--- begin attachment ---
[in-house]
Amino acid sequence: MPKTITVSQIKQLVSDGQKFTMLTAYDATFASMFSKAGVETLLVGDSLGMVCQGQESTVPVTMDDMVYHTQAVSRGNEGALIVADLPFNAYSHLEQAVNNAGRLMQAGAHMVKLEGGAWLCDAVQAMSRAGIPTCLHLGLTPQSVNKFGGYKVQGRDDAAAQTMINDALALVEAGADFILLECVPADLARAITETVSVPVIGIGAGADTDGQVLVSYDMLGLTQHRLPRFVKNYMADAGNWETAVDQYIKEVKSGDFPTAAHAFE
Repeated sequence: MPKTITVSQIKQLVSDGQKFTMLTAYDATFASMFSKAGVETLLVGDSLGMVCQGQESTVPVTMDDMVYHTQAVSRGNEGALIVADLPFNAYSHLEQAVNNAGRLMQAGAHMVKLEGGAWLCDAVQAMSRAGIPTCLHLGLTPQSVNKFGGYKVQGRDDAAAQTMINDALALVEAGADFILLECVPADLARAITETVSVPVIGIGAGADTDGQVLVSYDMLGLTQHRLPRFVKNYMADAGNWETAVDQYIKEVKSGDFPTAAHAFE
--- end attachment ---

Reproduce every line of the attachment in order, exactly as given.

[in-house]
Amino acid sequence: MPKTITVSQIKQLVSDGQKFTMLTAYDATFASMFSKAGVETLLVGDSLGMVCQGQESTVPVTMDDMVYHTQAVSRGNEGALIVADLPFNAYSHLEQAVNNAGRLMQAGAHMVKLEGGAWLCDAVQAMSRAGIPTCLHLGLTPQSVNKFGGYKVQGRDDAAAQTMINDALALVEAGADFILLECVPADLARAITETVSVPVIGIGAGADTDGQVLVSYDMLGLTQHRLPRFVKNYMADAGNWETAVDQYIKEVKSGDFPTAAHAFE
Repeated sequence: MPKTITVSQIKQLVSDGQKFTMLTAYDATFASMFSKAGVETLLVGDSLGMVCQGQESTVPVTMDDMVYHTQAVSRGNEGALIVADLPFNAYSHLEQAVNNAGRLMQAGAHMVKLEGGAWLCDAVQAMSRAGIPTCLHLGLTPQSVNKFGGYKVQGRDDAAAQTMINDALALVEAGADFILLECVPADLARAITETVSVPVIGIGAGADTDGQVLVSYDMLGLTQHRLPRFVKNYMADAGNWETAVDQYIKEVKSGDFPTAAHAFE